"The Englishman's fireside"
Time: 1800s. Place: Cornwall, England.
After nearly drowning in a shipwreck, Peregrine arrives at the Red Cow Inn having nearly lost all his fortune acquired in India. On hearing a woman cry out, he rushes out but is unable to prevent the robber from taking all her money. Reluctantly, the victim, Mary, reveals she was on her way to ask money from her plighted lover, Frank, who has impregnated her but left her to marry a richer woman. "As soon as day broke," she explains, "I left the house of my dear father, whom I should tremble to look at, when he discovered my story, which I could not long conceal from him." Having heard of Frank's village love, his father, Sir Simon, baronet, requests his son's friend, Tom, to dissuade him from that purpose, offering money under cover of a loan. Frank receives a letter from Mary, describing details of her miserable condition. He is tormented for having abandoned her, but wishes to obey his father. Tom suggests he provide her with an annuity. "An annuity flowing from the fortune, I suppose, of the woman I marry!" Frank sarcastically exclaims. "Is that delicate?" "'Tis convenient," Tom replies. Meanwhile, Peregrine visits a benefactor from his boyhood, Job, a brazier in the midst of bankruptcy after being robbed by a friend. Peregrine offers Job money to prevent the seizing of his goods, but he refuses. Having found out Job is Mary's father, he finally convinces him to accept the money and thus restore his daughter's condition. When Tom meets Frank's intended wife, Lady Caroline, he woos her for himself, then delivers Frank's letter to Mary, who swoons on learning he will see her no more because of "family circumstances". Peregrine treats Tom roughly after learning of his intention to send her to a disreputable woman during her pregnancy. When Job and Mary unite, Peregrine reveals his intention of requesting Sir Simon, as justice of the peace, to force Frank to marry her. Peregrine then confronts Frank with the same purpose. "Marry her!" exclaims Frank, "I am bound in honor to another." "Modern honor is a coercive argument," Peregrine replies, "but when you have seduced virtue, whose injuries you will not solidly repair, you must be slightly bound in old-fashioned honesty." When Mary confronts Frank, he becomes at last convinced to follow this course. "I- I am almost glad, Mary, that it has happened," he admits. "When a weight of concealment is on the mind, remorse is relieved by the very discovery which it has dreaded." For his part, Job confronts Simon, but is met by a solid wall of refusal and a threat to arrest him for abusing a justice of the peace, at which Peregrine ushers the angry Job out of the room. But Simon's wedding plan on behalf of his son is thwarted after discovering that Caroline married Tom. He is at last forced to accept his son's marriage to a mere brazier's daughter after finding out that Peregrine is his own long-lost older brother and so the entire estate now belongs to him, as well as the treasure recovered from the seas. Job turns to Frank. "I forgive you, young man, for what has passed," he declares, "but no one deserves forgiveness who refuses to make amends when he has disturbed the happiness of an Englishman's fireside."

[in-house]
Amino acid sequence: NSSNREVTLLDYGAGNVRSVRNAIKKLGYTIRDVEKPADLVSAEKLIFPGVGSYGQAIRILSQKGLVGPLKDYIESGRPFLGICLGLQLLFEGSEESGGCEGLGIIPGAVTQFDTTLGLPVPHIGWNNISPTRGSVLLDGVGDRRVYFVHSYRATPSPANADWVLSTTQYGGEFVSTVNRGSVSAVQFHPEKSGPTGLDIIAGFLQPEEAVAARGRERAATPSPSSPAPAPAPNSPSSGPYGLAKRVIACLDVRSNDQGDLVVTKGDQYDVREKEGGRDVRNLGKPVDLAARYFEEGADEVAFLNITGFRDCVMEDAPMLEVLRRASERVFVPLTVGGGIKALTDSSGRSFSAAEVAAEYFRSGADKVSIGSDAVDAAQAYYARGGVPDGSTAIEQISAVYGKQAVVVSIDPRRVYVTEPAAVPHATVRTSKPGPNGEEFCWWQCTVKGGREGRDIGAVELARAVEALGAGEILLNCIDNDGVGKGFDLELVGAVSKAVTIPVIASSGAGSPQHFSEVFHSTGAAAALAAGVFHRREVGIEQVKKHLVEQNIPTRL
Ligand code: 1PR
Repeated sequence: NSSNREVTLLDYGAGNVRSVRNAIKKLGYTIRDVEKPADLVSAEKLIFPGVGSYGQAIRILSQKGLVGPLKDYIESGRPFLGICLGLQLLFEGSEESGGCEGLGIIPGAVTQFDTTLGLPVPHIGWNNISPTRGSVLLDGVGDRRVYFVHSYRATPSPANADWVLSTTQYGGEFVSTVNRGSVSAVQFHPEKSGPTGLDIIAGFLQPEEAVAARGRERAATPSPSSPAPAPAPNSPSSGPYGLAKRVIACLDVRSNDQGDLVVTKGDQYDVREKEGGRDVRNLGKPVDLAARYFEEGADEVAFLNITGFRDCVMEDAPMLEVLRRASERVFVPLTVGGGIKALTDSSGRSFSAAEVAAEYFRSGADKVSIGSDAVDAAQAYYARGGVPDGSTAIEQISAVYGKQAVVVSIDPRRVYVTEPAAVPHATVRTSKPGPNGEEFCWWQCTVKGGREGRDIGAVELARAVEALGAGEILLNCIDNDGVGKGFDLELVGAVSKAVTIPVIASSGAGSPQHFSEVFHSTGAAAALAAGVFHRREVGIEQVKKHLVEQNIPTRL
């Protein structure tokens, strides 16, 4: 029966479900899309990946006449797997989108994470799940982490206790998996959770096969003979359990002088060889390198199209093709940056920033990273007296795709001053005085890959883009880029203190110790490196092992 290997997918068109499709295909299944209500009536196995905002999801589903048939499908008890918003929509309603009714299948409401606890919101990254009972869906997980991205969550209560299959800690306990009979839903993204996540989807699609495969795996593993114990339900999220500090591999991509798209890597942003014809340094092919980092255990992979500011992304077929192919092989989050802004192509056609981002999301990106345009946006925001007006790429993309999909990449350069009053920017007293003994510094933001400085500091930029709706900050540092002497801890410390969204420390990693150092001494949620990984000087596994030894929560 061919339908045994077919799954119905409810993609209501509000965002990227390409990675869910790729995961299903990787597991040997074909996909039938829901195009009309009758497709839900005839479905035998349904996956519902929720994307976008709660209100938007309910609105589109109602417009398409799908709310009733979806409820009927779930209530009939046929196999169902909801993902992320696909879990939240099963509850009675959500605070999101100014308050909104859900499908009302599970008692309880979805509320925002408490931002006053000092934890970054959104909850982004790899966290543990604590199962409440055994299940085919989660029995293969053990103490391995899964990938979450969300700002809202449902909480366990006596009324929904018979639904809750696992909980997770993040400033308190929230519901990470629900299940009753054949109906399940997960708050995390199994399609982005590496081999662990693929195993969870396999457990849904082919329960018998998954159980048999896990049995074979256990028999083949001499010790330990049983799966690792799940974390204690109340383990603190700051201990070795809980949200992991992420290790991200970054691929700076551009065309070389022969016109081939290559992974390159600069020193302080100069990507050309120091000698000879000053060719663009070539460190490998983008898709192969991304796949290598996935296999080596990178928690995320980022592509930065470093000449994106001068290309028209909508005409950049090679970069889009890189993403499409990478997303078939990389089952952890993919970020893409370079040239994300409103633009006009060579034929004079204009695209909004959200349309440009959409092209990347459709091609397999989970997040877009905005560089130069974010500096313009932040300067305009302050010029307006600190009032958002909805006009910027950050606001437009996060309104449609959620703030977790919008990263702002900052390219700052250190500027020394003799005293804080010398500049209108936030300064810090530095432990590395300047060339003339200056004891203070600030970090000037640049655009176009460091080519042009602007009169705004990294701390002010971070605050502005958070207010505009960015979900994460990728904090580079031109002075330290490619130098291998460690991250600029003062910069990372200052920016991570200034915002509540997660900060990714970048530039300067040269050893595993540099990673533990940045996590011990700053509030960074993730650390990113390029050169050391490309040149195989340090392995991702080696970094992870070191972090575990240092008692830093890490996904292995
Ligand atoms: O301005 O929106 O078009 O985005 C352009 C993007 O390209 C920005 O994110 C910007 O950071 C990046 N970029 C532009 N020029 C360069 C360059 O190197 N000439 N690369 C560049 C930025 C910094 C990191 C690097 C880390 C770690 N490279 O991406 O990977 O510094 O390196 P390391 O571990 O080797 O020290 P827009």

Douglas William Jerrold
Another notable melodrama of the period is "Black-eyed Susan" (1829) written by Douglas William Jerrold (1803-1857).